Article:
Music festival organisers have warned that the future of the industry looks “grave”, if the 2021 season is cancelled.
Anna Wade, communications and strategy director of Boomtown Fair, which employed around 40 full time workers before the pandemic hit, recently told MPs: “In terms of Boomtown, it is a very similar story as it is for all festivals and events up and down the country.
“We were absolutely decimated as well. We were first to really shut down and will probably be one of the last to reopen as well.”
Sacha Lord, co-founder of Manchester’s Parklife and the Warehouse Project superclub in Manchester, said that the UK risked falling behind Europe if action was not taken. He warned that mass testing and vaccination is the only way forward.
Speaking to MPs, Lord said: “Social distancing does not work at any of these events. It’s a festival. You just cannot put social distancing in place, so we are anticipating that we will be operating at 100 per cent.”
Lord said that coronavirus has “absolutely decimated” the festival and music events industry, adding, “it decimated us not just as a business but also all the suppliers, all the freelancers during the actual weekend that takes place”.
Inquiry into the future of UK music festivals
The House of Commons Culture Select Committee is carrying out an inquiry into the viability of 2021’s summer events, after the Covid-19 pandemic wiped out the 2020 festival season.
“MPs will examine what support is needed for UK music festivals to return in 2021, as they consider the economic and cultural impact of festivals across the country,” the Government explained.
‘Glastonbury not yet cancelled’
On BBC Radio 5 Live, Spice Girls singer Mel B indicated that Glastonbury 2021 had been cancelled without any announcements from the organisers.
She said: “I know that Glastonbury has been cancelled so a lot of big stage performances are on hold again this year.
“It’s sad, but we’ve got to get this virus under control.”
Emily Eavis, who co-organises Glastonbury festival with her father, took to social media to update festival fans on the current situation.
She wrote on Twitter: “Happy new year to you all! There’s no news this end yet, we haven’t cancelled. Will let you know right here as soon as we have an update.”
In December 2020, Eavis told the BBC: “We’re doing everything we can on our end to plan and prepare but I think we’re still quite a long way from being able to say we’re confident 2021 will go ahead.”
Additionally, co-organiser Michael Eavis told The Guardian last June: “We have to run next year, otherwise we would seriously go bankrupt… It has to happen for us, we have to carry on.
“Otherwise, it will be curtains. I don’t think we could wait another year.”
How to safely restart the live music industry
UK Music is an industry funded body which was established in October 2008, and works to represent the collective interests of recorded, published and live arms of the British music industry.
UK Music members include The Music Producers Guild, FAC, The Musicians Union, Music Publishers Association and Association of Independent Music.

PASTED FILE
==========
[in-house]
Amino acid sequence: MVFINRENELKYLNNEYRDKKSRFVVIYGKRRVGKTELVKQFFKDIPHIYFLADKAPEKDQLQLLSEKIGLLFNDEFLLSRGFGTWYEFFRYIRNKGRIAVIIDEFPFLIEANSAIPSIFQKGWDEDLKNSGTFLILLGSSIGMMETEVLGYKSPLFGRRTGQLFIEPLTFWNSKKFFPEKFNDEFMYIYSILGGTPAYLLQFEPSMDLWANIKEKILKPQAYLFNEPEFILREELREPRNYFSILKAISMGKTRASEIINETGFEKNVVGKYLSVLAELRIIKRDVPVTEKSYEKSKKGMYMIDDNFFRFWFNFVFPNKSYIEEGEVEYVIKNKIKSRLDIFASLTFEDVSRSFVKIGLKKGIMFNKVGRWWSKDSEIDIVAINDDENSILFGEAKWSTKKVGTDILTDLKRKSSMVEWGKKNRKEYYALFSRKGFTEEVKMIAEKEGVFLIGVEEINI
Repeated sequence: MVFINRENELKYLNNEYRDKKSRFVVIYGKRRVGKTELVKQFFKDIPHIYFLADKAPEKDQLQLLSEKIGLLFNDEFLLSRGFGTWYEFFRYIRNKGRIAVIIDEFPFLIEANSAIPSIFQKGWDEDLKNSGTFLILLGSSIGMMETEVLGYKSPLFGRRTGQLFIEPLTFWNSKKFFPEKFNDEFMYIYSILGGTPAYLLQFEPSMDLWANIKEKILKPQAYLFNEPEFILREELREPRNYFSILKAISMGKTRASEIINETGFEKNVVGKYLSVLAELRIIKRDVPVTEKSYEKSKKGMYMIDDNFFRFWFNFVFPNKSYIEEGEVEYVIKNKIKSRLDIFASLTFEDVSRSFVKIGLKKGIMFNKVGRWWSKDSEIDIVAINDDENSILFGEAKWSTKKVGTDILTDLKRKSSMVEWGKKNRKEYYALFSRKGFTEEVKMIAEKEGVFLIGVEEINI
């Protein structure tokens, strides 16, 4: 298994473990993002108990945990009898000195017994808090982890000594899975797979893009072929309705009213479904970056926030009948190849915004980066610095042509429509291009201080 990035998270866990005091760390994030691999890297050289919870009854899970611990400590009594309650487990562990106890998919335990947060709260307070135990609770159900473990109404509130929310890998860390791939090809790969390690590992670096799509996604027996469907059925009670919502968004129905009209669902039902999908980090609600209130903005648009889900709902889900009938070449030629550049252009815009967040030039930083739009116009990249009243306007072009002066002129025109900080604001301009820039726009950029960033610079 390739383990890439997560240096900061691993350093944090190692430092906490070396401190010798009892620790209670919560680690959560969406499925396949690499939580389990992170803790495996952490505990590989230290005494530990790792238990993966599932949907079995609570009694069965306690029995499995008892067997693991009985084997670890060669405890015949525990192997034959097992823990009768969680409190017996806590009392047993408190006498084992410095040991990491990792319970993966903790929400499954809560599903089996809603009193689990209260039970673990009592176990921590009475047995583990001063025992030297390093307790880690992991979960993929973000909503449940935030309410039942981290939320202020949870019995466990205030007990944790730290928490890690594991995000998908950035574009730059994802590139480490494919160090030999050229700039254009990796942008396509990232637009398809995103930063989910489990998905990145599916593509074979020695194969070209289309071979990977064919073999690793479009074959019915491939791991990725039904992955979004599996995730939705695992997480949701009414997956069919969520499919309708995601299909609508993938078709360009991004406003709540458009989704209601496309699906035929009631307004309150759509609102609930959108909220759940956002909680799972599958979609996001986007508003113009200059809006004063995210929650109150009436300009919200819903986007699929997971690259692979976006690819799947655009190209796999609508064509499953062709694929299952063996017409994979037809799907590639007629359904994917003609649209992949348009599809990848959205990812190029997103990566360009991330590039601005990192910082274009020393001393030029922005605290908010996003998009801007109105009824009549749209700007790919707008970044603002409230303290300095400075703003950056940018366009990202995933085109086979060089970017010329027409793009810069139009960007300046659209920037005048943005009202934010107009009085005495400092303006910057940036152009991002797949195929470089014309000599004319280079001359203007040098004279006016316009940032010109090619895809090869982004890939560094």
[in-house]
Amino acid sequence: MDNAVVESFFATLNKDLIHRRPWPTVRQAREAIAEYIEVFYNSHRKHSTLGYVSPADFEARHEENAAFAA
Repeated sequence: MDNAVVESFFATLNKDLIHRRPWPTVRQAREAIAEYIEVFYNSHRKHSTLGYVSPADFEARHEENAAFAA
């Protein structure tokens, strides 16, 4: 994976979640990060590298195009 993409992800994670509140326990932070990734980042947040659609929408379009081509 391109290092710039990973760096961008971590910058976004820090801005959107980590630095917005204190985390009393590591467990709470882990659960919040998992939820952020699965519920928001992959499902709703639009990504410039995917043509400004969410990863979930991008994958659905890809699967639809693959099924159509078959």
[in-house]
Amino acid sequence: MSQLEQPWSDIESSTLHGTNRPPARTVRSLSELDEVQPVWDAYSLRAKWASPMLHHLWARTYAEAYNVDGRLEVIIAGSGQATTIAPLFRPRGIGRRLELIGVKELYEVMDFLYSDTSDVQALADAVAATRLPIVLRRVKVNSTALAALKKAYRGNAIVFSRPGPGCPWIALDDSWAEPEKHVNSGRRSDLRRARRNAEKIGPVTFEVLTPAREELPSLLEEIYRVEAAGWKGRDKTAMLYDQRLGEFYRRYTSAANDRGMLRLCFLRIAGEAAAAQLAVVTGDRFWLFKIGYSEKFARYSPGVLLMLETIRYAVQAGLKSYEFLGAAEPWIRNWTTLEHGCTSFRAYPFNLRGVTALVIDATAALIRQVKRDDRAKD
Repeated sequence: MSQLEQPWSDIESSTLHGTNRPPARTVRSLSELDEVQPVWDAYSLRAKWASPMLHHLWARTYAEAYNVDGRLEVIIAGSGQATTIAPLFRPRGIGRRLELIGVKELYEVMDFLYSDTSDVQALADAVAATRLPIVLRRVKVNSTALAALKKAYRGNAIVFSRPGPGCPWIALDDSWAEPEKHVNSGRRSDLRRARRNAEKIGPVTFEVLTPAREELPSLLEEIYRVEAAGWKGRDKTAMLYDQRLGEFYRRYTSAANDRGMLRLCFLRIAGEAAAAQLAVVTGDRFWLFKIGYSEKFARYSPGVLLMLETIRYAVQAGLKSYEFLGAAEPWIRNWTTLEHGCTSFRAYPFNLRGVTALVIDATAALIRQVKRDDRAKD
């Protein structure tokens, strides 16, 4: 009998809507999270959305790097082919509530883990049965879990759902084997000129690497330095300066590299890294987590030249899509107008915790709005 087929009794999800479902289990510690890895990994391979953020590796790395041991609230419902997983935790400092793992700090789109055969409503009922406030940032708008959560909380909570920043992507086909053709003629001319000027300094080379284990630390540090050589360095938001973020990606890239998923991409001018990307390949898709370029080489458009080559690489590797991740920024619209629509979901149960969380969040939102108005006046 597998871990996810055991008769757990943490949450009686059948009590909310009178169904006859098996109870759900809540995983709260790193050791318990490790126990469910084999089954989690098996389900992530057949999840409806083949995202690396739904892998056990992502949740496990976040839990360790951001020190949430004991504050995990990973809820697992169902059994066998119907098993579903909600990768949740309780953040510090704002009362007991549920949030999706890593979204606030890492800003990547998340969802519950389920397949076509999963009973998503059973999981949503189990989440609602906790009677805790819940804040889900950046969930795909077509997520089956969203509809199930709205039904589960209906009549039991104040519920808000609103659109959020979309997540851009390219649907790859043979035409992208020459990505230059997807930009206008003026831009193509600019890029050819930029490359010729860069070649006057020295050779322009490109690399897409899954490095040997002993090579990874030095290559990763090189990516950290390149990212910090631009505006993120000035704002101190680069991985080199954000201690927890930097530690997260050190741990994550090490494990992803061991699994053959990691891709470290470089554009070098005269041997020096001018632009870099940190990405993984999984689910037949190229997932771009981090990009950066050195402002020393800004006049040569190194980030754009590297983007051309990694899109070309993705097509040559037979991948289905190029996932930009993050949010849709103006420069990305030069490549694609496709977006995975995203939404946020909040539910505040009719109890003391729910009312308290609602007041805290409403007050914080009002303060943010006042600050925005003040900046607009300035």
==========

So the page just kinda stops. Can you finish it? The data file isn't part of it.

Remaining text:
On Tuesday (5 Jan), UK Music published its Let the Music Play: Save Our Summer 2021 report, which outlines a strategy to protect and support the live music industry.
UK Music chief executive Jamie Njoku-Goodwin said: “While this pandemic is still raging and continues to cause devastation to lives and livelihoods today, there is an endpoint in sight.
“The government is rolling out the vaccine and is openly speculating about returning to normal by the spring - but there is a serious risk that even if this proves to be a reality, lack of notice and available insurance options will mean much of the 2021 summer music season can’t go ahead.
“In this report, UK Music is putting forward a clear plan for recovery: what we need to do to get the live performance sector back up on its feet again in 2021. But the clock is ticking and any day soon we could see major festivals and events start pulling the plug for lack of certainty.
“With the right support the live music industry can be at the forefront of the post-pandemic recovery and play a key role in our country’s economic and cultural revival - but there will need to be a concerted effort from industry and the government together if we are to let the music play and save our summer.”
Within the report, UK Music sets eight key tasks for the government in order to support the live sector:
- An indicative date for full capacity restart without social distancing
- A government backed reinsurance scheme
- Targeted financial support
- Extension to the VAT rate reduction on tickets beyond March 2021
- Rollover of the paid 2020 Local Authority license fees for festivals to 2021
- Extension to business rates relief
- Ramp up engagement with the music industry on Moonshot testing pilots so rapid testing can be utilised to eventually bring back full capacity crowds
- Establish a taskforce that can advise, evaluate and validate the various innovations the music industry is looking at implementing to reduce the risk of transmission - now and for the future